Essential Oils Don’t Cure Bipolar: A Coming-Out Story – Part One


I don’t know how much longer I can fake it
That it’s all alright, that I can do this alone
And I know that life is what you make it
But it’s hard to see stars when you’re always caught in the folds

Every night in my mind it’s a fight
But I won’t stop dreaming
‘Cause this isn’t over
It’s never over

Facing forward
Lights out
I won’t stop running
Falling backwards
Hands tied
I won’t stop running
I’ll take another sunrise
Another hand to hold tight
This isn’t over
I am way too young and I won’t stop running

~ “Won’t Stop Running”, Great Big World

It is a Saturday as I write this;  May 28th, 2016.  It seems important that I note that, because when or if this story is ever shared, I know it’s one that will need to come in bits and pieces over time, not as a one-off post.  In a way, what I’m about to write about is the culmination of what’s actually been going on for years (decades, if I’m being honest) but in many many others it is just the very beginning baby steps of what will become a lifelong journey.

I have bipolar disorder.

I’ve been practicing saying that, even if mostly inside my own head.  I say it very well, don’t I?  Hello, my name is Jennifer and I have bipolar disorder.  Did anyone else just hear Richard Gere in Pretty Woman when I said that?  “Hello, my name is Mr. Lewis and I am very angry with my father.  It cost me ten thousand dollars in therapy to be able to say that sentence.” 

I haven’t (yet) spent ten thousand dollars in therapy, but I am actively going to therapy, which in and of itself is… unexpected.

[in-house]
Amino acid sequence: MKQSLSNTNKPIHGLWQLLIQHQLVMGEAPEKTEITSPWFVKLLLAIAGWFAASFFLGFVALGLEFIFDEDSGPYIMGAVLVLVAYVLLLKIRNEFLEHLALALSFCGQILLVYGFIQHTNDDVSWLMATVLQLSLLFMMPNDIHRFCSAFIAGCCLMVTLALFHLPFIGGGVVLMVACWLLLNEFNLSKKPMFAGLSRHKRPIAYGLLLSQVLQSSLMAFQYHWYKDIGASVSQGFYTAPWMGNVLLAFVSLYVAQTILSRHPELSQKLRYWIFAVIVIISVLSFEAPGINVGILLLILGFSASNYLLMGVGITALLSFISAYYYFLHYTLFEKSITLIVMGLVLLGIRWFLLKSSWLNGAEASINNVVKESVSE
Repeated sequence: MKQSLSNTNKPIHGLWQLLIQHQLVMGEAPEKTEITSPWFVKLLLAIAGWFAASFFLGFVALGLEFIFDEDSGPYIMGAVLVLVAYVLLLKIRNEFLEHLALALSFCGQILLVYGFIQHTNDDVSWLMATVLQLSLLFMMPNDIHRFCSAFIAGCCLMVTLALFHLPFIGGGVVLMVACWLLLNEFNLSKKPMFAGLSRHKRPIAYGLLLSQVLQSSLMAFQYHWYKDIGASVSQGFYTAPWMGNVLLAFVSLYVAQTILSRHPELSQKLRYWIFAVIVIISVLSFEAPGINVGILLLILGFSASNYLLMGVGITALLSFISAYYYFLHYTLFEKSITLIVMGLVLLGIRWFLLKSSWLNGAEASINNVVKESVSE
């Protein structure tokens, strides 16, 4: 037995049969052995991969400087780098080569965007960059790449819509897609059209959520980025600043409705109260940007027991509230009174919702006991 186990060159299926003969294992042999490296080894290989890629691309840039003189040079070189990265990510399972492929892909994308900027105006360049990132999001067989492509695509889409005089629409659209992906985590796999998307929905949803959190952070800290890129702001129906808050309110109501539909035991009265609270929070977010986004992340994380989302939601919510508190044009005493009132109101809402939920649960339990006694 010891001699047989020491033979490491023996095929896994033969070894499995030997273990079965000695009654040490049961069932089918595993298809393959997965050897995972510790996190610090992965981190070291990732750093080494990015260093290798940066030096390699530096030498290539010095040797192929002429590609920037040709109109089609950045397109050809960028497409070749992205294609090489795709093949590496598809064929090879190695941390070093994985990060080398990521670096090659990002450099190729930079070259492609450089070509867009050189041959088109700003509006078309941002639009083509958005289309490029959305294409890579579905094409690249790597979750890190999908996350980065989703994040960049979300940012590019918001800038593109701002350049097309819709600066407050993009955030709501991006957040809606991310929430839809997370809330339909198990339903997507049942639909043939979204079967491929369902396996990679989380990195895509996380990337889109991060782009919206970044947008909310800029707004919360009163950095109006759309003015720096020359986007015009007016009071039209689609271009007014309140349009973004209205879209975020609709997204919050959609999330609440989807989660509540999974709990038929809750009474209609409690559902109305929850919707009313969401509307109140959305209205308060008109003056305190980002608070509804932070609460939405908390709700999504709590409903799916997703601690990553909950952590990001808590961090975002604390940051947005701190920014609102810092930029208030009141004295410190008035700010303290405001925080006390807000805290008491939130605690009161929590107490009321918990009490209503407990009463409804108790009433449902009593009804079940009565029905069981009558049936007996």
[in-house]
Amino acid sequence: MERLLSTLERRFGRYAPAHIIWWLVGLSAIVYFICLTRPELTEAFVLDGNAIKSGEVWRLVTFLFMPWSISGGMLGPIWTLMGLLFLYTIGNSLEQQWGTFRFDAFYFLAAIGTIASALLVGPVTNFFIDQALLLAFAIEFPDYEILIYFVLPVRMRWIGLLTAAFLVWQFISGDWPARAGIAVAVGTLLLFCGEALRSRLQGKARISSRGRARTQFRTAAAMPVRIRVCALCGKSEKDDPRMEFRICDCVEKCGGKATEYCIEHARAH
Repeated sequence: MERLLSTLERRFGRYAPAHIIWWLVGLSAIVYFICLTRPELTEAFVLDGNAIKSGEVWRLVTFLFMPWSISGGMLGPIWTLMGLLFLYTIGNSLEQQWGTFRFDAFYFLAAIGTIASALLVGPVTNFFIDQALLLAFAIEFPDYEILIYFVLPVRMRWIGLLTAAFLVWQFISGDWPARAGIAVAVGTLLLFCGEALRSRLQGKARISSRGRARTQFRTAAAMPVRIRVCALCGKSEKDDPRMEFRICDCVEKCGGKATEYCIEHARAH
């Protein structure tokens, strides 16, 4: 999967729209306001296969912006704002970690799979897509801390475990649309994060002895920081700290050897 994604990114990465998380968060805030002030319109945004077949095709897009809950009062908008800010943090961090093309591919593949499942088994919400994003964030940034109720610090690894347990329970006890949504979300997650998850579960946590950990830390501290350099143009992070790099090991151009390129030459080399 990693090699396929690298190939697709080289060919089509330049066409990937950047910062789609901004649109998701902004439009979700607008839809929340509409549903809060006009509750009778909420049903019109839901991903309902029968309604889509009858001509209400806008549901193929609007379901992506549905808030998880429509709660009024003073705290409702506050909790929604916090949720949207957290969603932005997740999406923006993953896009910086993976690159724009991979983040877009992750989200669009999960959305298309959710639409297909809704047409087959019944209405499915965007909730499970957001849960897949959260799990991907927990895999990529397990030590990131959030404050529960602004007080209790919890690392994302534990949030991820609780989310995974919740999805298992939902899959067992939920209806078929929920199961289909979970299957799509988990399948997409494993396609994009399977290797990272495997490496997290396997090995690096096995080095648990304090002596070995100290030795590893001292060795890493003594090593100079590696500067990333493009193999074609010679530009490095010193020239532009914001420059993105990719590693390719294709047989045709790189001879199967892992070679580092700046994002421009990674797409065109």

But I’m getting way ahead of myself, and should really start at the beginning.

It was a cold and snowy day in 1974 when I was born …  KIDDING!  Well, only partly kidding, because it was a cold and snowy day when I was born.  I was born during a snow storm in fact.  That’s completely irrelevant to the story though.  Except that now that I’m thinking about it, it’s actually pretty poetically perfect that I was born during a storm.  I wouldn’t be ME if I’d been born on a calm, quiet, balmy day in June.

I’m just not the calm, quiet, balmy type.

I’ve always been open about my issues with depression and anxiety … and when I say “open”, I mean I’ve written about it a grand total of a whopping 4 or 5 times (out of 1,000 posts) over the course of the 10+ years that I’ve maintained this blog.  But while I was always as raw and honest as I could manage at the time, those posts only told a part of the story.  They were tentative.  Testing.  Dipping my toes in the water as it were.  I feel like I shared a great deal, but I subconsciously held back at least as much as I revealed.

I’m tired of holding things back.  My only personal goal right now is to get myself well, and I believe that part of that process is going to be total, uncensored honesty.